The Hackensack Meadowlands is the largest brackish estuarine complex in the
New York – New Jersey Harbor Estuary and among the largest in the northeastern
United States. The Meadowlands supports remarkable biodiversity. Using the Meadowlands are more than 275 species of plants, 115 species of invertebrates, 45 species of fish, 25 species of amphibians and reptiles, 332 species of birds, 24 species of mammals, and approximately 25 State-listed species, and 42 species considered rare or uncommon in the urban core. Yet, over the last 150 years, industry and development have filled in well over half of the area’s original 21,000 acres, polluting its lands and waters. Invasive exotic species, environmental contaminants, and water quality are major issues confronting the successful restoration of the Meadowlands.
In response to Congressional direction, the U.S. Fish and Wildlife Service has developed this document, titled The Hackensack Meadowlands Initiative: Preliminary Conservation Planning, to promote successful clean-up and restoration projects and to encourage the critical and much-needed support of other regional activities (e.g. , water-supply, sewage-treatment, and flood-control planning). Successfully cleaning up and restoring the Meadowlands and integrating those actions with other regional planning will not only help protect the region’s fish and wildlife but will also provide recreational and educational opportunities for the 20 million residents in the surrounding metropolitan area.
The Hackensack Meadowlands Initiative: Preliminary Conservation Planning was prepared by the U.S. Fish and Wildlife Service to provide a foundation for enhancement and restoration of the Hackensack Meadowlands in Hudson and Bergen Counties, New Jersey and to promote a vision for the Meadowlands. The U.S. Fish and Wildlife Service’s vision includes:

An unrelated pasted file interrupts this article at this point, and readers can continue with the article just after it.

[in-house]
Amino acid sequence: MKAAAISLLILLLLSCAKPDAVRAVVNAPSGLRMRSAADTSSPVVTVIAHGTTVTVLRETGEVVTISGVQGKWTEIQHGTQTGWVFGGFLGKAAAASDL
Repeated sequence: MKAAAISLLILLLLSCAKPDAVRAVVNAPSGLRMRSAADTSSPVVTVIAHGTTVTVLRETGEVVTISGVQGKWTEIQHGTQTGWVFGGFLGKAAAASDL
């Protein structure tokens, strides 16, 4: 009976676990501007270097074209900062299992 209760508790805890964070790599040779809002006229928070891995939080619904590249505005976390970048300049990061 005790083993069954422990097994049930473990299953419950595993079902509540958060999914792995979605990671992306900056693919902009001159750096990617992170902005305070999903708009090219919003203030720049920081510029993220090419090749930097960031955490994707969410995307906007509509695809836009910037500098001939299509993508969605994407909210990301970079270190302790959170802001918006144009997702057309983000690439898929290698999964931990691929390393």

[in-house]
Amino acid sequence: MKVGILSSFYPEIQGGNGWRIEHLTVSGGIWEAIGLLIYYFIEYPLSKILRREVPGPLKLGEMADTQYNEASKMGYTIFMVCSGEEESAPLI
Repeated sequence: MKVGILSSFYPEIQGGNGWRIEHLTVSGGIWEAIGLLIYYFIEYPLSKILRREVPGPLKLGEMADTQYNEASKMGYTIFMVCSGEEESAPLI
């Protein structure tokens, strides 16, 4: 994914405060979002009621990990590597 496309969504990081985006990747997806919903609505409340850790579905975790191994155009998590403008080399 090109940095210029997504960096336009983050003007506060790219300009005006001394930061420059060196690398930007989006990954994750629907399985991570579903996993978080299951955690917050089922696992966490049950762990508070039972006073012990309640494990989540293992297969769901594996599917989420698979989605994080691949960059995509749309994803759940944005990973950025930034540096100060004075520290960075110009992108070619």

(1) a more natural estuarine ecosystem with healthy fish and wildlife resources;
(2) a cleaner environment (progressive reduction in acute and chronic contaminant effects);
(3) diverse wetland and associated communities that sustain local and regional populations of native species, including federal trust fish and wildlife resources; and
(4) public commitment to and diverse social benefits from the Meadowlands.
To attain this vision, the U.S. Fish and Wildlife Service’s overall goal for the Meadowlands is to sustain and safeguard the Meadowlands ecosystem, including its fish and wildlife resources. This goal will be achieved through conservation partnerships to remediate, enhance, restore, manage, and protect the Meadowlands ecosystem. The Plan also identifies key principles, drawn from federal policies and other guidance, to guide and carry out habitat restoration activities. The Plan provides a historical overview of the region, describes the ecosystem and its biodiversity, identifies priority threats to the Meadowlands, and recommends objectives and future conservation actions.